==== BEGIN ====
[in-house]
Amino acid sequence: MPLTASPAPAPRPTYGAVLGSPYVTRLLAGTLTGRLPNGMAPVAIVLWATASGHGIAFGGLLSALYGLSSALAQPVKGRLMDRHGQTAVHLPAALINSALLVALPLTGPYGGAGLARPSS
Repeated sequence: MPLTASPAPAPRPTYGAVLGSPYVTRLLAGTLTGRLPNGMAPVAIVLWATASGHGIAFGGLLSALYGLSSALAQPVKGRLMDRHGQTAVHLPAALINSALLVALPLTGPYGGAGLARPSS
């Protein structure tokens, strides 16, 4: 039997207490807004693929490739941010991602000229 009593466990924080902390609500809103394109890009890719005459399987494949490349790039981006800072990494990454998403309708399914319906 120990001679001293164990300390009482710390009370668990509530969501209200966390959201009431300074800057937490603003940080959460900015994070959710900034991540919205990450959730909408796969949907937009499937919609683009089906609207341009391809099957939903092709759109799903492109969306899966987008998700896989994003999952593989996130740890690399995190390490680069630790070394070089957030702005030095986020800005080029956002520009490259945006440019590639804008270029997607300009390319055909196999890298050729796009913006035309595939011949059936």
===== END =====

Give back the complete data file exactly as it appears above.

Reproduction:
[in-house]
Amino acid sequence: MPLTASPAPAPRPTYGAVLGSPYVTRLLAGTLTGRLPNGMAPVAIVLWATASGHGIAFGGLLSALYGLSSALAQPVKGRLMDRHGQTAVHLPAALINSALLVALPLTGPYGGAGLARPSS
Repeated sequence: MPLTASPAPAPRPTYGAVLGSPYVTRLLAGTLTGRLPNGMAPVAIVLWATASGHGIAFGGLLSALYGLSSALAQPVKGRLMDRHGQTAVHLPAALINSALLVALPLTGPYGGAGLARPSS
């Protein structure tokens, strides 16, 4: 039997207490807004693929490739941010991602000229 009593466990924080902390609500809103394109890009890719005459399987494949490349790039981006800072990494990454998403309708399914319906 120990001679001293164990300390009482710390009370668990509530969501209200966390959201009431300074800057937490603003940080959460900015994070959710900034991540919205990450959730909408796969949907937009499937919609683009089906609207341009391809099957939903092709759109799903492109969306899966987008998700896989994003999952593989996130740890690399995190390490680069630790070394070089957030702005030095986020800005080029956002520009490259945006440019590639804008270029997607300009390319055909196999890298050729796009913006035309595939011949059936």